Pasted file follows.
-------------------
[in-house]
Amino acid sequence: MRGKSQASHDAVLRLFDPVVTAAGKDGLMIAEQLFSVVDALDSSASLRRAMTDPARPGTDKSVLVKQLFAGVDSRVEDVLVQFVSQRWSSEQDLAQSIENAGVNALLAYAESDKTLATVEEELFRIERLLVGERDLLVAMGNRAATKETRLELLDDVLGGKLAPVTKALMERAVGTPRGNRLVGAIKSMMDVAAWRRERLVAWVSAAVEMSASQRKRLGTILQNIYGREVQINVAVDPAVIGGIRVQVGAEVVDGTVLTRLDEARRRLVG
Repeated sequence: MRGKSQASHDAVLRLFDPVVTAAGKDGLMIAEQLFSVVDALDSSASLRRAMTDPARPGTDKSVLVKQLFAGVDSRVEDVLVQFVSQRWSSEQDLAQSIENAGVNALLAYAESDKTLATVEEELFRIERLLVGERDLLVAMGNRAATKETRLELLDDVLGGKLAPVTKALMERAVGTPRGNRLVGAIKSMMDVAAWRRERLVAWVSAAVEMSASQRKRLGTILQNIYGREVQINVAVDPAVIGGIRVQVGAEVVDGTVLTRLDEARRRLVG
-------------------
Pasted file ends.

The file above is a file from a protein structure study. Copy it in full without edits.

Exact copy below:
[in-house]
Amino acid sequence: MRGKSQASHDAVLRLFDPVVTAAGKDGLMIAEQLFSVVDALDSSASLRRAMTDPARPGTDKSVLVKQLFAGVDSRVEDVLVQFVSQRWSSEQDLAQSIENAGVNALLAYAESDKTLATVEEELFRIERLLVGERDLLVAMGNRAATKETRLELLDDVLGGKLAPVTKALMERAVGTPRGNRLVGAIKSMMDVAAWRRERLVAWVSAAVEMSASQRKRLGTILQNIYGREVQINVAVDPAVIGGIRVQVGAEVVDGTVLTRLDEARRRLVG
Repeated sequence: MRGKSQASHDAVLRLFDPVVTAAGKDGLMIAEQLFSVVDALDSSASLRRAMTDPARPGTDKSVLVKQLFAGVDSRVEDVLVQFVSQRWSSEQDLAQSIENAGVNALLAYAESDKTLATVEEELFRIERLLVGERDLLVAMGNRAATKETRLELLDDVLGGKLAPVTKALMERAVGTPRGNRLVGAIKSMMDVAAWRRERLVAWVSAAVEMSASQRKRLGTILQNIYGREVQINVAVDPAVIGGIRVQVGAEVVDGTVLTRLDEARRRLVG